‘And remember, we’ve got people round this evening….’ The sign-off from her indoors and she set off out off doors hung over the kitchen like the aftermath of an evening on Old Peculier and kebabs. Tidy up all those wines, in other words. So down the sink went the remains of some of those bottles of claret that I’d had open for a few days just to see if they were really as ordinary as the first, second and third taste had led me to believe. And into the bottle bank went those empties that I’d kept because there was a minute chance that I’d write about them and need to photograph the bottles. But that still left a few dozen unopened sample bottles in need of a home, or at least a temporary hiding place. The easiest cause of action would have been to stack them in the cellar on top of some bottles which in turn are stacked up on top of other bottles and so on. But being a seasoned pro, I knew it was time to attack the backlog.
Now for those of you kind enough to send me samples, be assured that everything does get tasted – it’s a rare bottle that survives for more than a couple of months here. But I tend to attack first the things that interest me most. Some things just get pushed further and further down the pecking order. Such as a set of wines from Asda that arrived probably in early March. They’ve not been left entirely untouched. There was a very tasty Malbec from Argentina that ended up here, and which did its job rather better than many of the more ambitious offerings I came across on my recent jaunt to mundo del carne. But there were six wines sitting in a box wearing a Lewis-Carroll-like ‘Drink Me’ or at least ‘Taste Me’ visage. So I did.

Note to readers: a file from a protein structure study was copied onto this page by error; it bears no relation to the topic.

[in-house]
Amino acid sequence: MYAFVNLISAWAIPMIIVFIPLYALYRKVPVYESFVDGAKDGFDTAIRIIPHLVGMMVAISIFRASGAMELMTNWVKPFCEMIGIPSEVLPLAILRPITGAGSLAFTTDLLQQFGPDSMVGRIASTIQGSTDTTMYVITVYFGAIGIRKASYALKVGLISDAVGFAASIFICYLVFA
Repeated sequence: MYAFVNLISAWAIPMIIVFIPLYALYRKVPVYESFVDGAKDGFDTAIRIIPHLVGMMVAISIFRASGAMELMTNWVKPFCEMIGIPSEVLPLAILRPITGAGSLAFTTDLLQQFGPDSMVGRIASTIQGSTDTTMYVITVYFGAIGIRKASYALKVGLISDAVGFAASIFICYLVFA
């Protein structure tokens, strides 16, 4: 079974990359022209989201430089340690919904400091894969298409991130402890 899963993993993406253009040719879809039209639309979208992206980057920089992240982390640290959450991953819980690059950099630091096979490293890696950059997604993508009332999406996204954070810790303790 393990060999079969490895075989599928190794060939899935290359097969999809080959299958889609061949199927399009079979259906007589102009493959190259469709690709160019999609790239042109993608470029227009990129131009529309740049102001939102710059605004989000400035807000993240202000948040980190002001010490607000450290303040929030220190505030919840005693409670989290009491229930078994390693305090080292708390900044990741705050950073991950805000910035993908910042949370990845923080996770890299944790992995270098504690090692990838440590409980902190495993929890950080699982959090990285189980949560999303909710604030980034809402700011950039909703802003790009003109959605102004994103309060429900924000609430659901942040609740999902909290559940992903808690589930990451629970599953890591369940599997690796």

First of all can I say that I have nothing against Asda. Indeed, since Mistress of Wine Philippa Carr arrived in the wine department a few years ago, the quality on offer has soared, and there have been some spectacular bargains – name me a supermarket with better own-label Riojas. The reason why the samples had remained unsampled lies not with PC MW, but with the person who designs Asda’s wine labels – guys, whoever you are, you need to get out a little more. But as for the contents of the bottles…
These were proper wines that at least did what they were supposed to do, and often went that little bit further. An Extra Special Chardonnay Vin de Pays d’Oc that was pleasant and peachy, and not too much of a bimbo. A 2008 Paarl Chenin Blanc that was lush and fleshy, with some apple-y crispness to rein it all in. A Torrontes that stayed fragrant without descending into cheap perfume territory. I wasn’t a huge fan of the 2006 Ponotage – too bonfire-like – or the vin de pays Syrah. But the Syrah’s companion, a Vin de Pays Marsanne from the efficient Foncalieu enterprise, was a peach, with bruised apple intesity and a gentle creamy, nutty finish reminiscent of good (and much pricier) Verdicchio. Price? £3.28. And not £5.49, promoted to £3.28 – just £3.28. Go out and buy it in large quantities, and if the price rises to £3.99, or even £4.99, still go out and buy it. Wouldn’t the wine world be much better for more honest tasty wines like this sold at their proper price rather than at some Noddy price invented by the marketing pirates.